The Strasbourg-based European Court for Human Rights, a specialised body under the Council of Europe, ruled on 21 January in favour of the applicant, an Afghan national whose identity was not divulged.
The plaintiff had left Kabul early in 2008 and entered the European Union through Greece after travelling via Iran and Turkey.
On 10 February 2009, he arrived in Belgium, where he applied for asylum. By virtue of the EU's 'Dublin II' Regulation, the Belgian authorities submitted a request for the Greek authorities to take charge of the asylum application.
But the applicant objected, arguing that he ran the risk of being detained in Greece in appalling conditions and that there were deficiencies in the asylum system in Greece.
He ultimately feared being sent back to Afghanistan without any examination of the reasons why he had fled that country, where he claimed he had escaped a murder attempt by the Taliban in reprisal for having worked as an interpreter for air force troops stationed in Kabul.
On 15 June 2009, the applicant was nonetheless transferred to Greece, the Aliens Office considering that Belgium was not the country responsible for examining his asylum application under the Dublin II Regulation and that there was no reason to suspect that the Greek authorities would fail to honour their obligations in asylum matters under Community law and the Geneva Convention on refugee status.
On arriving at Athens airport, the applicant was immediately placed in detention in an adjacent building, which he said was overcrowded and insalubrious. Following his release on 18 June 2009, he lived on the streets with no means of sustenance.
The applicant alleges that by sending him back to Greece, the Belgian authorities exposed him to a risk of inhuman and degrading treatment there. He claims that he was indeed subsequently subjected to such treatment. He also complains that he was sent back to Greece despite the risk that the authorities there would order his expulsion to Afghanistan without examining the reasons why he felt forced to flee that country.
The plaintiff further contends that he had no effective remedy in Belgium against the expulsion order, and no real guarantee that his asylum application would follow its normal course in Greece, particularly due to deficiencies in the Greek asylum system. He relies on Articles 2 (right to life), 3 (prohibition of inhuman or degrading treatment or punishment) and 13 (right to an effective remedy) of the European Convention on Human Rights.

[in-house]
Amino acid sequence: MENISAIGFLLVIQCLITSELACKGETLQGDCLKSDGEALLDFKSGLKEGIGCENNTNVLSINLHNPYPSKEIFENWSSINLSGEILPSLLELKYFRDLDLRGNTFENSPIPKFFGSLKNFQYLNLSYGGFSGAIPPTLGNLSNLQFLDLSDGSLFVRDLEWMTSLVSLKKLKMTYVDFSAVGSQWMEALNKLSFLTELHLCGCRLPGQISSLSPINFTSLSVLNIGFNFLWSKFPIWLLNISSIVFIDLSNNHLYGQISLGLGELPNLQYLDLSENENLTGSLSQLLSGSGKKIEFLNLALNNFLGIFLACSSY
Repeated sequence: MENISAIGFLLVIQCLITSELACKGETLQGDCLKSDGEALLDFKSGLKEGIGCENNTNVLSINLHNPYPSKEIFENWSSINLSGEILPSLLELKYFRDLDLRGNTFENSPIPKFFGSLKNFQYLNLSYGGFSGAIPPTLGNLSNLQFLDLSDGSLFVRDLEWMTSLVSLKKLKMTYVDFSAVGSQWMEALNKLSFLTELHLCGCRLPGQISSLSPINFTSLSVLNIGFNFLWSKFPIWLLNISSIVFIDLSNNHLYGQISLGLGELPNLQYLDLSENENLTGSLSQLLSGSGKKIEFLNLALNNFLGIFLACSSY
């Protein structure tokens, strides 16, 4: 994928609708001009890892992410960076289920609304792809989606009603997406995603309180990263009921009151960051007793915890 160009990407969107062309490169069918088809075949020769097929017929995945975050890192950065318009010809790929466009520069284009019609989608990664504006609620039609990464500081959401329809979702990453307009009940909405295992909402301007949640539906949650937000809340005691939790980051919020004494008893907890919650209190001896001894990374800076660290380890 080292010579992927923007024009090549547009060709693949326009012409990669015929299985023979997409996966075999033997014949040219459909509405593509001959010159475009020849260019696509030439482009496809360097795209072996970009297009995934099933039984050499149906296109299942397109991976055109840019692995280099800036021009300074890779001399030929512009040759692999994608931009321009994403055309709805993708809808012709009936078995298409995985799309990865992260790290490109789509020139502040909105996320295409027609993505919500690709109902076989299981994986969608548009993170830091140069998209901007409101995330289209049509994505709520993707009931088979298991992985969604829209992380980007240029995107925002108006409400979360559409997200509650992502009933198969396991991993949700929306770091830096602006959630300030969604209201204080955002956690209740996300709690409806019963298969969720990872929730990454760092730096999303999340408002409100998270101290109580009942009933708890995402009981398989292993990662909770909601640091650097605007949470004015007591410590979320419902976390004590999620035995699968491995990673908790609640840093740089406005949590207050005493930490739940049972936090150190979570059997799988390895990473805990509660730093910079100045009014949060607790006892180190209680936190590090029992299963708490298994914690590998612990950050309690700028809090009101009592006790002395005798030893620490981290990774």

Home Affairs Commissioner Cecilia Malmström stated following the ruling that the decision by the Strasbourg court clearly shows the EU's need to urgently establish a Common European Asylum System and to support member countries in meeting their obligations to provide adequate international protection.
"The EU's commitment to continue its humanitarian tradition in providing shelter to those in need of international protection can only be fulfilled if all its member states contribute and take their responsibilities. I invite Greece to continue working to enhance the humanitarian situation of migrants and asylum-seekers," Malmström said.
Belgian Immigration Minister Melchior Wathelet said his country had confirmed its decision, taken on 20 October 2010 at the request of the European Court for Human Rights, to stop all asylum-seeker transfers to Greece. Several EU countries have taken a similar decision.
Greece is under considerable strain, with an increase in the number of immigrants crossing its frontier from Turkey. Turkey has recently established a visa-free regime with countries such as Iran, Syria, Yemen, Libya, Lebanon, Morocco and Tunisia. It remains unclear what consequences Turkey's opening up to its region will have on Ankara's bid to have EU visa requirements lifted for its nationals.